I am often asked by customers one of two questions; 1. Which instrument that I already own should I use with my Colormetrix product; 2. Which instrument should I purchase to use with my ColorMetrix product? While my good friends who work for brand X and brand G will tell you the answer is simple (one of the ones they sell of course!) I find it to be one of the most difficult questions to answer.
The answer to this question begins with one word; application. Your application of the instrument implies several more questions:
What will be measured? – When I ask this question I am trying to determine if a scanning instrument like an EyeOne or PULSE can be used. Or it a hand-held instrument like a 528 or SpectroEye will be more appropriate. If press sheets with small color bars are what will be measured, a scanning instrument (of the type mentioned above) will not be appropriate. If, however, proofs with a large control strip (which we can set-up to be scanned by the EyeOne or PULSE) will be measured, then the speed of input and decreased opportunity for measuring the wrong patch makes the scanners more appropriate.
What is the spectral response of the colorants & instrument? – This one gets a bit technical, but is important. I visited with a customer last week who was testing out a new instrument. He is concerned that he will not be able to use this instrument to measure his proofs for color management purposes. This is because some spectrophotometers are built with spectral response every 20 nanometers while others respond every 10 nanometers. In the case of this customer’s application, the yellow ink he is using has a sharp fall off in the spectral response curve between two of the 20 nanometer points being measured by the instrument in question. Please do not read this section to mean that 20 nanometer spectrophotometers are bad and 10 nanometer instruments are good. It is a matter of application. There are many other factors that determine the overall quality of an instrument. In the case I just sited, however, this was an overriding factor.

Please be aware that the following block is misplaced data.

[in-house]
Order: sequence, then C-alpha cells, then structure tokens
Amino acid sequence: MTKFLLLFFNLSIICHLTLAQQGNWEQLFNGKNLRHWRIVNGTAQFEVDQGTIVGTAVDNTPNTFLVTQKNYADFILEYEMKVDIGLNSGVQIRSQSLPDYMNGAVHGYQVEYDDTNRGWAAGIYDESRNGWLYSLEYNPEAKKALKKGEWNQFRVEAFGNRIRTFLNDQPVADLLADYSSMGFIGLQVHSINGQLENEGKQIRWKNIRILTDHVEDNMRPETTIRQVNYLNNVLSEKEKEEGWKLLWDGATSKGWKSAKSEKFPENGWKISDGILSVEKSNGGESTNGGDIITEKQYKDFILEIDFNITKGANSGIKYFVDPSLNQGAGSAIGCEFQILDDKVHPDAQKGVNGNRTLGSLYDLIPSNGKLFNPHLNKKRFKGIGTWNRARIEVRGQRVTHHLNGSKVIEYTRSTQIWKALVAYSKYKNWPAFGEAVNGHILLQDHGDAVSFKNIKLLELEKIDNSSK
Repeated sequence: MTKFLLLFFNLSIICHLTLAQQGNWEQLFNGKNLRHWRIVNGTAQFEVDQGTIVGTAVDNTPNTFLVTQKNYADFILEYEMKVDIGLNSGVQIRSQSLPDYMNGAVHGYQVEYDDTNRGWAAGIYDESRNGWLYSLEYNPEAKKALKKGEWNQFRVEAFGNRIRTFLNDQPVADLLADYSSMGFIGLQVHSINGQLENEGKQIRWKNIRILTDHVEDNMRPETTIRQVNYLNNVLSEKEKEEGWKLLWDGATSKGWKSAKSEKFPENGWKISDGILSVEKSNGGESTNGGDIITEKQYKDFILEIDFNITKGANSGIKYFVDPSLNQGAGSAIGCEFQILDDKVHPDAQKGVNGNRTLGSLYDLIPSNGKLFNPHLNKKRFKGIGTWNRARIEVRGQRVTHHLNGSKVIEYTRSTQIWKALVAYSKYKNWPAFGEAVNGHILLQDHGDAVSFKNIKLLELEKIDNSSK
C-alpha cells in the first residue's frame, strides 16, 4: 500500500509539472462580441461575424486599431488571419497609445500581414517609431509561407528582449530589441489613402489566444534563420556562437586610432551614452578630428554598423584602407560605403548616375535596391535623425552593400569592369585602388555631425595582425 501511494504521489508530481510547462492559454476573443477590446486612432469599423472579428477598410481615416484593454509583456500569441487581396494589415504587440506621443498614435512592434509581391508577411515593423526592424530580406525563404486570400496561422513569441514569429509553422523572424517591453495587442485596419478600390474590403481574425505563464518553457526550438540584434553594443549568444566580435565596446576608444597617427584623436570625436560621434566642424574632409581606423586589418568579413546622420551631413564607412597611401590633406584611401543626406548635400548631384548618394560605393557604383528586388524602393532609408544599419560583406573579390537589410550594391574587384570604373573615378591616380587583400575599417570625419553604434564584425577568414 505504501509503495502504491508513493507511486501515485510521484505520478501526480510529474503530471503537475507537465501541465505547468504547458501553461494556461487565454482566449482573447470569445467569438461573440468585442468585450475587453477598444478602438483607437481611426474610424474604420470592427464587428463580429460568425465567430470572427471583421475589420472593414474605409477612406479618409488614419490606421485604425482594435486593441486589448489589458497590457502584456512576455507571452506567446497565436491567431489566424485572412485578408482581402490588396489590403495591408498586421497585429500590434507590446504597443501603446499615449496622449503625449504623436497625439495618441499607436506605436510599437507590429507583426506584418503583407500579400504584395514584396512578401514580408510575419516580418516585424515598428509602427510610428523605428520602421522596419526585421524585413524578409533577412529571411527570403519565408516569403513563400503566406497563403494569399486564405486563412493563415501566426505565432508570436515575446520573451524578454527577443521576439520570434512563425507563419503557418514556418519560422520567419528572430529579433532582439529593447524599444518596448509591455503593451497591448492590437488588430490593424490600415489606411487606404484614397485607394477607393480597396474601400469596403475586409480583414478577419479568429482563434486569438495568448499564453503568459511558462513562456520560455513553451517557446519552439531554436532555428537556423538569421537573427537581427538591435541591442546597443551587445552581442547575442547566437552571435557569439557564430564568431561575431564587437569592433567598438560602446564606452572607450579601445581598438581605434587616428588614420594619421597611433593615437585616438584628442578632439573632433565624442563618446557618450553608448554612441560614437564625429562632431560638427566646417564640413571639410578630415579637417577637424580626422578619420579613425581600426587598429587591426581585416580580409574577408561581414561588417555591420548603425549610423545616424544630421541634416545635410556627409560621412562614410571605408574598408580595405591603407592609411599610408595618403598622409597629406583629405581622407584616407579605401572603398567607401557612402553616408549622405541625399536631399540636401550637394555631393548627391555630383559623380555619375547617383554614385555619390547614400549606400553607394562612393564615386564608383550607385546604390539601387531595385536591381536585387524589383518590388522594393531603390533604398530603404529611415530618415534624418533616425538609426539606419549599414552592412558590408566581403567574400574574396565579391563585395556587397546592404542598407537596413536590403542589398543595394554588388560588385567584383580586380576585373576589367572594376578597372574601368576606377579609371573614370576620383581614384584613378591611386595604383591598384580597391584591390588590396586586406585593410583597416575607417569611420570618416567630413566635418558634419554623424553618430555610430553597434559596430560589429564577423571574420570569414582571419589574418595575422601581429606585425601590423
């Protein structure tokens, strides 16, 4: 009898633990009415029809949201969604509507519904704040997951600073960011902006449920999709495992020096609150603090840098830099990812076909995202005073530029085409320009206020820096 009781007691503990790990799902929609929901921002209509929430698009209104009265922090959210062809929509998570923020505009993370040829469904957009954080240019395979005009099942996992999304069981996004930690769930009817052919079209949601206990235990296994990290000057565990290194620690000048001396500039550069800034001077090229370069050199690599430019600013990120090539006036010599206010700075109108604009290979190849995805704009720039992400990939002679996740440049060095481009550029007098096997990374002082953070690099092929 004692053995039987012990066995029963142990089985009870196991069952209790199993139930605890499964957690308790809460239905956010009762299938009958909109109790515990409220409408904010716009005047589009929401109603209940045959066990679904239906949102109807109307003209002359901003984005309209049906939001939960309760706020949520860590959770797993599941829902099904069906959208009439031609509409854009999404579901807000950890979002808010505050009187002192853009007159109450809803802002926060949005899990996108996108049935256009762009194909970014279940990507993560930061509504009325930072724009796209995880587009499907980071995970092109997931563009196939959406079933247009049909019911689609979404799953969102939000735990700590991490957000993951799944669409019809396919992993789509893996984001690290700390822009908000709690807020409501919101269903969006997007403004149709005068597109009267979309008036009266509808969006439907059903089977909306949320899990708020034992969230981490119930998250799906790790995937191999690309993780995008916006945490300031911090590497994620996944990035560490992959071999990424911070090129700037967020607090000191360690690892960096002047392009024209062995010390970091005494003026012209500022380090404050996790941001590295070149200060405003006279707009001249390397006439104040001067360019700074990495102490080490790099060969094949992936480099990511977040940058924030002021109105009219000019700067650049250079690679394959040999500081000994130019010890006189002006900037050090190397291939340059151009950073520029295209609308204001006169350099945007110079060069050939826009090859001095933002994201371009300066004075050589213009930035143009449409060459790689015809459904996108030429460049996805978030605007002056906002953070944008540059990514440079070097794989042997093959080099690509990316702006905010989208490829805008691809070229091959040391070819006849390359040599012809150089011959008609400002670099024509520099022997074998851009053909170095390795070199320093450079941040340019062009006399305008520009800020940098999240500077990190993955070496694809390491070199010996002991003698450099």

Will you use the instrument stand-alone? – If this instrument will always be plugged into a computer running a ColorMetrix product in general a less expensive instrument can be purchased. If on the other hand, the same instrument will be connected to ColorMetrix, and stand-alone, then you will need an instrument with a display and battery operation. Just think of the price difference between a PULSE and a 528 or an EyeOne and a SpectroEye. That difference will pay for the ColorMetrix software and a computer to run it on.
Who else will be measuring the same samples? – If your customer or someone else in the production cycle will be measuring the same samples and expecting the same results you will both need to use the same instrument. It would be even more helpful if you also looked at Gretagmacbeth’s new netprofiler product. This allows two instruments to measure virtually the same (or so the manufacturer claims – I have not yet had the opportunity to test this exciting product).
There are many more questions that one could ask, but hopefully those listed above will get you going in the right direction. Always feel free to give me a call or send me and e-mail and I would be happy to assist with the process.